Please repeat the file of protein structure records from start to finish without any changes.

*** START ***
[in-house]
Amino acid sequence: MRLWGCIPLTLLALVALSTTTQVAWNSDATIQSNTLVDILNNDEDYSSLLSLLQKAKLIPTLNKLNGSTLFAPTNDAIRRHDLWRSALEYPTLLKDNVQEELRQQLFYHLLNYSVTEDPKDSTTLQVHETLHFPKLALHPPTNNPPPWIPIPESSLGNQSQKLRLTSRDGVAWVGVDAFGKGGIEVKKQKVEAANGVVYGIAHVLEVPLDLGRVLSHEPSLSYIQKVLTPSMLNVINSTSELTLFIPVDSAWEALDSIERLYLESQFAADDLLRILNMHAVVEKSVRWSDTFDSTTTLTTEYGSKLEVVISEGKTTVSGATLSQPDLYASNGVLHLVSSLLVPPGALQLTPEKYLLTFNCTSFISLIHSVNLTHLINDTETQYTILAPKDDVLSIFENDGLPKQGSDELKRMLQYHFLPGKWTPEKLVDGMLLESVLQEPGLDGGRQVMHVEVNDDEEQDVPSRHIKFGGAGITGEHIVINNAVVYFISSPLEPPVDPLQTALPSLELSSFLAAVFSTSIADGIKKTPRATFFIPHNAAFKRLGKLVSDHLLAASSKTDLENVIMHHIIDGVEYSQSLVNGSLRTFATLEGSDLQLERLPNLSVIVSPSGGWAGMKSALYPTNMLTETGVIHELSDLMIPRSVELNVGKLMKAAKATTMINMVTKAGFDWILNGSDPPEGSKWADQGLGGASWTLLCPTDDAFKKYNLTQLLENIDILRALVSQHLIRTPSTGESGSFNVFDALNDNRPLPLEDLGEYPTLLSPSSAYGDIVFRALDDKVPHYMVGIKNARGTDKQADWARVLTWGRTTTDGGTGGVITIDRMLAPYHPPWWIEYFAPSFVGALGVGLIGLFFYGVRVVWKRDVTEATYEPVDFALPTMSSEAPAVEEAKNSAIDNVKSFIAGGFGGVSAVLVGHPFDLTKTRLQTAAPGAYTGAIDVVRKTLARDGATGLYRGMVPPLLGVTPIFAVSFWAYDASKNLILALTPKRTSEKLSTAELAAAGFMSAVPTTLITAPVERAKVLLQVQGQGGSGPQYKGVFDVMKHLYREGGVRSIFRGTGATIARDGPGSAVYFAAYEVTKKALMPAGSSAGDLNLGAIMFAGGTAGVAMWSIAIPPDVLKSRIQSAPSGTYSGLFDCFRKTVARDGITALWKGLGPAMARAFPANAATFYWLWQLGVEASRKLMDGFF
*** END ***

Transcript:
[in-house]
Amino acid sequence: MRLWGCIPLTLLALVALSTTTQVAWNSDATIQSNTLVDILNNDEDYSSLLSLLQKAKLIPTLNKLNGSTLFAPTNDAIRRHDLWRSALEYPTLLKDNVQEELRQQLFYHLLNYSVTEDPKDSTTLQVHETLHFPKLALHPPTNNPPPWIPIPESSLGNQSQKLRLTSRDGVAWVGVDAFGKGGIEVKKQKVEAANGVVYGIAHVLEVPLDLGRVLSHEPSLSYIQKVLTPSMLNVINSTSELTLFIPVDSAWEALDSIERLYLESQFAADDLLRILNMHAVVEKSVRWSDTFDSTTTLTTEYGSKLEVVISEGKTTVSGATLSQPDLYASNGVLHLVSSLLVPPGALQLTPEKYLLTFNCTSFISLIHSVNLTHLINDTETQYTILAPKDDVLSIFENDGLPKQGSDELKRMLQYHFLPGKWTPEKLVDGMLLESVLQEPGLDGGRQVMHVEVNDDEEQDVPSRHIKFGGAGITGEHIVINNAVVYFISSPLEPPVDPLQTALPSLELSSFLAAVFSTSIADGIKKTPRATFFIPHNAAFKRLGKLVSDHLLAASSKTDLENVIMHHIIDGVEYSQSLVNGSLRTFATLEGSDLQLERLPNLSVIVSPSGGWAGMKSALYPTNMLTETGVIHELSDLMIPRSVELNVGKLMKAAKATTMINMVTKAGFDWILNGSDPPEGSKWADQGLGGASWTLLCPTDDAFKKYNLTQLLENIDILRALVSQHLIRTPSTGESGSFNVFDALNDNRPLPLEDLGEYPTLLSPSSAYGDIVFRALDDKVPHYMVGIKNARGTDKQADWARVLTWGRTTTDGGTGGVITIDRMLAPYHPPWWIEYFAPSFVGALGVGLIGLFFYGVRVVWKRDVTEATYEPVDFALPTMSSEAPAVEEAKNSAIDNVKSFIAGGFGGVSAVLVGHPFDLTKTRLQTAAPGAYTGAIDVVRKTLARDGATGLYRGMVPPLLGVTPIFAVSFWAYDASKNLILALTPKRTSEKLSTAELAAAGFMSAVPTTLITAPVERAKVLLQVQGQGGSGPQYKGVFDVMKHLYREGGVRSIFRGTGATIARDGPGSAVYFAAYEVTKKALMPAGSSAGDLNLGAIMFAGGTAGVAMWSIAIPPDVLKSRIQSAPSGTYSGLFDCFRKTVARDGITALWKGLGPAMARAFPANAATFYWLWQLGVEASRKLMDGFF